I’ve been lucky to represent the Jodrell Bank Centre for Astrophysics (JBCA) and the University of Manchester (UoM) at a number of open science conferences and events over the past few months — the first Open Science Fair in Athens, the first Open Research Forum here by the UoM Library, the 8th Mozilla Festival in London and the 4th OpenCon in Berlin. This post includes brief reflections on each of these experiences. Continue reading “Reflections on the Open Science conferences of 2017”
The benefits of publishing research open access are numerous and well-known. Allowing a paper to be available to all can increase citation rates and drive public engagement. But is the same effect seen when the open access model is applied to academic books? Springer Nature has published over 400 freely available books on their SpringerLink platform. In a recent press release, the publisher announced results of a major comparative analysis which demonstrated that the ‘open access effect’ appears to be real for scholarly books as well. Continue reading “The ‘open access effect’: freely available academic books”
Content mining, machine learning, text and data mining (TDM) and data analytics all refer to the process of obtaining information through machine-read material. Faster than a human possibly could, machine-learning approaches can analyze data, metadata and text content; find structural similarities between research problems in unrelated fields; and synthesize content from thousands of articles to suggest directions for further research explorations. In consideration of the continually expanding volume of peer-reviewed literature, the value of TDM should not be underappreciated. Text and data mining is a useful tool for developing new scientific insights and new ways to understand the story told by the published literature. Continue reading “Unrestricted Text and Data Mining with allofPLOS”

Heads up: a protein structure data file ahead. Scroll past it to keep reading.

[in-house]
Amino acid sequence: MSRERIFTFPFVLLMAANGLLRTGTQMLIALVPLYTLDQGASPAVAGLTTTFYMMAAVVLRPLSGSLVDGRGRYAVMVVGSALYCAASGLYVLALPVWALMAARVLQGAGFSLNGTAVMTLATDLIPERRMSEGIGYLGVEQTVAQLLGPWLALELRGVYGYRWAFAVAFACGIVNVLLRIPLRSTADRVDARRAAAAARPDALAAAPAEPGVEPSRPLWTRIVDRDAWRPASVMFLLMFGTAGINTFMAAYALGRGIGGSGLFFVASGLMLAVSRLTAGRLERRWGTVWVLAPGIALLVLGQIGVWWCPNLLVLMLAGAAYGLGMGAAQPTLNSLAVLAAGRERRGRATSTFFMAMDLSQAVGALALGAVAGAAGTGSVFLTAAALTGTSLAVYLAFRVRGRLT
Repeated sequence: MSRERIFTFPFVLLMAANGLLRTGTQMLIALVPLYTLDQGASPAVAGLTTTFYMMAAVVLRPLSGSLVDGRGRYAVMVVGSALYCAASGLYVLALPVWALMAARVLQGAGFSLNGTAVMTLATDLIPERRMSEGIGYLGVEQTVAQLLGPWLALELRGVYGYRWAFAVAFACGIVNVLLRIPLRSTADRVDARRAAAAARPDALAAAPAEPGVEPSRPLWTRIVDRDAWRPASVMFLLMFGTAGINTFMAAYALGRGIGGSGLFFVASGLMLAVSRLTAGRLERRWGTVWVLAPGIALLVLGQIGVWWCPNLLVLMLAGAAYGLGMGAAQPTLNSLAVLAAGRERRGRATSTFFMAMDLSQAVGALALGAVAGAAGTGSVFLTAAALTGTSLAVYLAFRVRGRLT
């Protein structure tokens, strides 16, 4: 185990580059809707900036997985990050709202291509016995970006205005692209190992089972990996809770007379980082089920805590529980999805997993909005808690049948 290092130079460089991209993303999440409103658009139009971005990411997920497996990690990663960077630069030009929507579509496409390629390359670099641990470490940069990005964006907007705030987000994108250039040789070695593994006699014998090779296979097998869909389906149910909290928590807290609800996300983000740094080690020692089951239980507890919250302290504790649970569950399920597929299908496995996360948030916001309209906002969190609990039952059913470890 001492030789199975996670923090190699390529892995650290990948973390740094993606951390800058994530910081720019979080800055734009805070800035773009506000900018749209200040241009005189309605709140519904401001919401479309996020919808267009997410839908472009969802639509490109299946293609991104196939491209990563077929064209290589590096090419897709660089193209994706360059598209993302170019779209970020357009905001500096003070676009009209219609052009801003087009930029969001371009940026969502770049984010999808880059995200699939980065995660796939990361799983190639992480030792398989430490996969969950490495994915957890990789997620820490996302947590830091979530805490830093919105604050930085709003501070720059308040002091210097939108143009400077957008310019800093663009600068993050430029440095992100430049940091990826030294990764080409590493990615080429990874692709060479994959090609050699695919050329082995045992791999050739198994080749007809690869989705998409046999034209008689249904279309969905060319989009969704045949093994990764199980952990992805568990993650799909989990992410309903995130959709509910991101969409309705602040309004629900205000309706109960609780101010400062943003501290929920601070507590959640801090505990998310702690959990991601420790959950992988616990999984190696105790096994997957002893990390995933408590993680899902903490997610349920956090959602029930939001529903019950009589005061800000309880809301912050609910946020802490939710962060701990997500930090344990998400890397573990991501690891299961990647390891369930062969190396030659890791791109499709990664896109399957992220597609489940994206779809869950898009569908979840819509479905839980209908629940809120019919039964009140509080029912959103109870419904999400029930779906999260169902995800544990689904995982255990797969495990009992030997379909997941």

The fight for open access is almost 15 years old now. Has it made real gains? Open access (OA) remains controversial and obviously threatens commercial journal publishers that profit from expensive paywalls and subscriptions. A new large-scale study by Piwowar et al. investigates the prevalence and features of OA usage, namely of green OA, gold…
In honor of this year’s Open Access Week, here’s a personal reflection of my engagement with open access over the 10 years of my career in academic libraries. I also consider the question “”Can you be a librarian without being an open access advocate”.
Many of you may find my personal reflection of my journey in open access to be of little interest, so please feel free to jump ahead to my discussion of “Can you be a librarian without being an open access advocate?” Continue reading “In honor of this year’s Open Access Week, here’s a personal reflection of my engagement with open…”